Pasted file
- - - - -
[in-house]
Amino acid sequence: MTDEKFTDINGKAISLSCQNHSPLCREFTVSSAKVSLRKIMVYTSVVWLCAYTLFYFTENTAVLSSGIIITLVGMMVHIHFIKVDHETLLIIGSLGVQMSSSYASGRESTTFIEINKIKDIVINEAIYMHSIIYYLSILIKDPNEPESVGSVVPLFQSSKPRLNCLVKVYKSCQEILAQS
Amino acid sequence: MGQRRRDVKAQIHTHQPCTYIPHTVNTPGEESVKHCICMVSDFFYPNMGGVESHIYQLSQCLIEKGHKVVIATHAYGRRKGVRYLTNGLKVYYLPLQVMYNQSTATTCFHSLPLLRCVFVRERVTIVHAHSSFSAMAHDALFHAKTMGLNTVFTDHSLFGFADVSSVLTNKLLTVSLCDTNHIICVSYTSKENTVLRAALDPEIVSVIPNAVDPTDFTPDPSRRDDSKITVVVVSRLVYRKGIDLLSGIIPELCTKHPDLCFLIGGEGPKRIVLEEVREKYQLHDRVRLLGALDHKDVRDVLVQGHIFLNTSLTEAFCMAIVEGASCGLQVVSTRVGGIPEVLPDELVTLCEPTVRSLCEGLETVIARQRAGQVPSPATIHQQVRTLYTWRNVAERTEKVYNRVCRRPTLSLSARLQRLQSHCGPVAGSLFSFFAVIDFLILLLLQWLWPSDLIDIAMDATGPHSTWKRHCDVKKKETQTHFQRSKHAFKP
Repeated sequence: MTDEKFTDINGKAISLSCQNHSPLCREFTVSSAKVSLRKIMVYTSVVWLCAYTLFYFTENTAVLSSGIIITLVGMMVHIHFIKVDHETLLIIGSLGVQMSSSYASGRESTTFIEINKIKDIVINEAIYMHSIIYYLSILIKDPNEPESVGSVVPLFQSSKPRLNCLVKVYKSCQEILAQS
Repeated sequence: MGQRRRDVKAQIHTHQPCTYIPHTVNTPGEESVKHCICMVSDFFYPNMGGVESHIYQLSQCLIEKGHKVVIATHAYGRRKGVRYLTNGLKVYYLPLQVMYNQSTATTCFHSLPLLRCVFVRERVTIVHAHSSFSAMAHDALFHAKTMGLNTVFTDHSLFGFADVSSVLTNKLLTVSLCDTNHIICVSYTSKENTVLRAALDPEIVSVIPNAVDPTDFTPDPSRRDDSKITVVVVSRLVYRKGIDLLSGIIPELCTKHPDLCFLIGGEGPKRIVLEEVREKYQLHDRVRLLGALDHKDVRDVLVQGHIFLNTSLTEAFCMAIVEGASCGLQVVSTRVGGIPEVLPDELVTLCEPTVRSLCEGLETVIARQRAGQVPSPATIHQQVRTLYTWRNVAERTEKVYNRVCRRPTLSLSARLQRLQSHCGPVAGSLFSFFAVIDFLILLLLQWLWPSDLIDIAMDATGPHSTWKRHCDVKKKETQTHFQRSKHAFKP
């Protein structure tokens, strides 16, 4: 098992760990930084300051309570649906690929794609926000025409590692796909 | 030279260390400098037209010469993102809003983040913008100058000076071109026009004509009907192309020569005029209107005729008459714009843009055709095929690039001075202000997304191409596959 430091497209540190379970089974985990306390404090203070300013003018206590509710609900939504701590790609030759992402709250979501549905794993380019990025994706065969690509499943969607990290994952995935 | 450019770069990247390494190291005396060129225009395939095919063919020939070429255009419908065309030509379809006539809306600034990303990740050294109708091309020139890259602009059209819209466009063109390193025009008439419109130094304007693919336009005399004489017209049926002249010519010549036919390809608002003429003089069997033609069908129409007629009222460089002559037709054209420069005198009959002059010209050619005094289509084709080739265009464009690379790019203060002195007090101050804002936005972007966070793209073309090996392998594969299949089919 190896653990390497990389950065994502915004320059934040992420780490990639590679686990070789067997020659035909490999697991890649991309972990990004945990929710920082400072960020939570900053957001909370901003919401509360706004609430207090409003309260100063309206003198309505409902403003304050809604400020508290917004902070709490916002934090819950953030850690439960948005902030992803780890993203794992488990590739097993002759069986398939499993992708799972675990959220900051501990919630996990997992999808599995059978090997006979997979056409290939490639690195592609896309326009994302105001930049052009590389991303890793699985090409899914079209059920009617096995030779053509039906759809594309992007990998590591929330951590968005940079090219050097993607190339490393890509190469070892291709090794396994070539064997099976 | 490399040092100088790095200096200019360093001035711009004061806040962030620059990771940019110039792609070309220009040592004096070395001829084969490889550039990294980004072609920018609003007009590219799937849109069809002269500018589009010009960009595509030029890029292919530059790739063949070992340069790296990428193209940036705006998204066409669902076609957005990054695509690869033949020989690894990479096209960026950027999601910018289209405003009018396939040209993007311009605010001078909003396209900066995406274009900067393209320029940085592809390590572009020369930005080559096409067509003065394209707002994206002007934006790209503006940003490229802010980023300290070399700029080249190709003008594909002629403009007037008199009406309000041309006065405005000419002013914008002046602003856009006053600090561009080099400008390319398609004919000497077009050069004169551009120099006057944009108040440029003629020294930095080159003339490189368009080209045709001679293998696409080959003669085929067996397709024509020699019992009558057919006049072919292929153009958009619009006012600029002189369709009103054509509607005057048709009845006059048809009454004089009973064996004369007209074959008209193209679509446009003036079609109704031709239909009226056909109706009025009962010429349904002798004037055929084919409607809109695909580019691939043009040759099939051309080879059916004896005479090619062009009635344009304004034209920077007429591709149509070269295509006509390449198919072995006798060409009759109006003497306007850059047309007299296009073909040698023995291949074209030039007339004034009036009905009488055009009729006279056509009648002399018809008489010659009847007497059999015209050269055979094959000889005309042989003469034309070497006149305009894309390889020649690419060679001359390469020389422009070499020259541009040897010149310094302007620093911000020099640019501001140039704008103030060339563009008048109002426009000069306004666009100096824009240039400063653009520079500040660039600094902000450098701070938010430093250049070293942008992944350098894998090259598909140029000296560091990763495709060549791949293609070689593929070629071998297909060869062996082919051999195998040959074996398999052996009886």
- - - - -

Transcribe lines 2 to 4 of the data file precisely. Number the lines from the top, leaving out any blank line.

Amino acid sequence: MTDEKFTDINGKAISLSCQNHSPLCREFTVSSAKVSLRKIMVYTSVVWLCAYTLFYFTENTAVLSSGIIITLVGMMVHIHFIKVDHETLLIIGSLGVQMSSSYASGRESTTFIEINKIKDIVINEAIYMHSIIYYLSILIKDPNEPESVGSVVPLFQSSKPRLNCLVKVYKSCQEILAQS
Amino acid sequence: MGQRRRDVKAQIHTHQPCTYIPHTVNTPGEESVKHCICMVSDFFYPNMGGVESHIYQLSQCLIEKGHKVVIATHAYGRRKGVRYLTNGLKVYYLPLQVMYNQSTATTCFHSLPLLRCVFVRERVTIVHAHSSFSAMAHDALFHAKTMGLNTVFTDHSLFGFADVSSVLTNKLLTVSLCDTNHIICVSYTSKENTVLRAALDPEIVSVIPNAVDPTDFTPDPSRRDDSKITVVVVSRLVYRKGIDLLSGIIPELCTKHPDLCFLIGGEGPKRIVLEEVREKYQLHDRVRLLGALDHKDVRDVLVQGHIFLNTSLTEAFCMAIVEGASCGLQVVSTRVGGIPEVLPDELVTLCEPTVRSLCEGLETVIARQRAGQVPSPATIHQQVRTLYTWRNVAERTEKVYNRVCRRPTLSLSARLQRLQSHCGPVAGSLFSFFAVIDFLILLLLQWLWPSDLIDIAMDATGPHSTWKRHCDVKKKETQTHFQRSKHAFKP
Repeated sequence: MTDEKFTDINGKAISLSCQNHSPLCREFTVSSAKVSLRKIMVYTSVVWLCAYTLFYFTENTAVLSSGIIITLVGMMVHIHFIKVDHETLLIIGSLGVQMSSSYASGRESTTFIEINKIKDIVINEAIYMHSIIYYLSILIKDPNEPESVGSVVPLFQSSKPRLNCLVKVYKSCQEILAQS